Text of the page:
Open-source security in AI

New AI products are coming onto the market faster than we have seen in any previous technology revolution. Companies’ free access and right to use open source in AI software models has allowed them to prototype an AI product to market cheaper than ever and at hypersonic speed.

AI open-source security

We started only a year ago with chatbots and uncanny low-quality images; now, AI is being rapidly integrated into new and more sensitive sectors like healthcare, insurance, transport, human resources, and IT operations.

What those AI companies often ignore, and even hide from buyers and users, is that the speed of new products coming to market is due to a lack of security diligence on their part. Many of the underlying open-source projects are unvetted for the purpose of AI. In return for the massive financial benefits corporations receive by leveraging open source in AI, it is in their best interest to contribute towards community efforts and to the foundational security of the open-source components up front.

Security threats to AI products

According to the 2024 AI Index report, the number of AI patent grants increased by 62,700 between 2021 and 2022 – that’s just the patents granted. Companies are engaged in a frantic race to the top as products are quickly launched to beat competitors to market and to win the large contracts waiting for those who can promise the best AI products now.

Using open source is the only way to prototype new AI products at this rate. By exploiting the free license nature of open-source software, companies can save money and time in developing their products while self-soothing by relying on the perceived safety of communally reviewed and used code.

However, public concern is growing, and rightfully so, as the AI industry ignores the growing risk of utilizing extensive open-source projects to handle sensitive data without the code benefiting from AI-specific security work.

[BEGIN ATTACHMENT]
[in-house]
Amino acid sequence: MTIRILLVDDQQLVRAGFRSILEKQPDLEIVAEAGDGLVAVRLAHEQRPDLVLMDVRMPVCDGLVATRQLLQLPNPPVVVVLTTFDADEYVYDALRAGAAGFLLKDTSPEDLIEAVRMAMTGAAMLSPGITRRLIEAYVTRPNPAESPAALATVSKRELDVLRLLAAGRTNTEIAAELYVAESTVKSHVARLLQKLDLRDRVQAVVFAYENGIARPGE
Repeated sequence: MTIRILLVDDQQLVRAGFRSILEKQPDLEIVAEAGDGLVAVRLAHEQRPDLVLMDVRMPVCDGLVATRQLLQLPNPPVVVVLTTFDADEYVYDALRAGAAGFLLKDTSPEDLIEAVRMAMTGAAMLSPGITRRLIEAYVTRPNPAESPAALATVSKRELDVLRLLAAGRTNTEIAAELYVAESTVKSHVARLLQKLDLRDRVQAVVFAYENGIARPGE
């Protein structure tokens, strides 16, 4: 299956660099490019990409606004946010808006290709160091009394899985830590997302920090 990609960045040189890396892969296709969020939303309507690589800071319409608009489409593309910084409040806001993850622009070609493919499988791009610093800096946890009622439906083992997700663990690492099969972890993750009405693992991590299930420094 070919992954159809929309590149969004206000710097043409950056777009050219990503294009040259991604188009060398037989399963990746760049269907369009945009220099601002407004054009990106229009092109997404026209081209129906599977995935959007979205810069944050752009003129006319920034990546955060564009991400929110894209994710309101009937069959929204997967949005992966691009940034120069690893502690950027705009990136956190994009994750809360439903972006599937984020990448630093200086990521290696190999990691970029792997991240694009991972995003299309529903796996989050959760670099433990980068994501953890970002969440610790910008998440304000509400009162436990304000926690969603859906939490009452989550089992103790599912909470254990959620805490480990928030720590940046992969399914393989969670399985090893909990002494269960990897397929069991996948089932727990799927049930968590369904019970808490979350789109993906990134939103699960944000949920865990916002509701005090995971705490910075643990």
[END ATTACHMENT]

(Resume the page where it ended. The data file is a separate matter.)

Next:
In interviews conducted for the report Cybersecurity Risks to Artificial Intelligence for the UK Department of Science, Innovation, and Technology, executives from various industries stated that no specialized AI data integrity tools are being used in their software development. Furthermore, they do not practice any internal security protocols on AI models outside of existing data leak prevention systems in some exceptional cases. The industry fails to respond to the growing risks of utilizing open-source projects that have not yet been scrutinized for AI applications.

Most of these open-source libraries in AI development significantly predate the generative AI boom. Understandably, their developers at the time of inception didn’t consider how their projects may be used in AI products. This issue is now manifesting as components accepting untrusted inputs that are assumed to be safe, or error handling systems encountering error states that were never considered possible prior to the project being used for AI. Additionally, a NIST report mentions the looming threat of AI being misdirected, listing four different types of attacks that can misuse or misdirect the AI software itself.

A result of not vetting or testing these projects specifically for usage in and with AI is the project’s attack surface changing, which in turn changes the threats that you need to consider when using open-source projects for AI.

Further threatening the security of these projects are new classes of bugs that are AI-specific and need to be considered across all AI-relevant projects. Since AI has many applications and private corporations adhere to different security rules for their models, there is no universal or shared understanding between these corporations as to what these new bug classes are or where they could be found.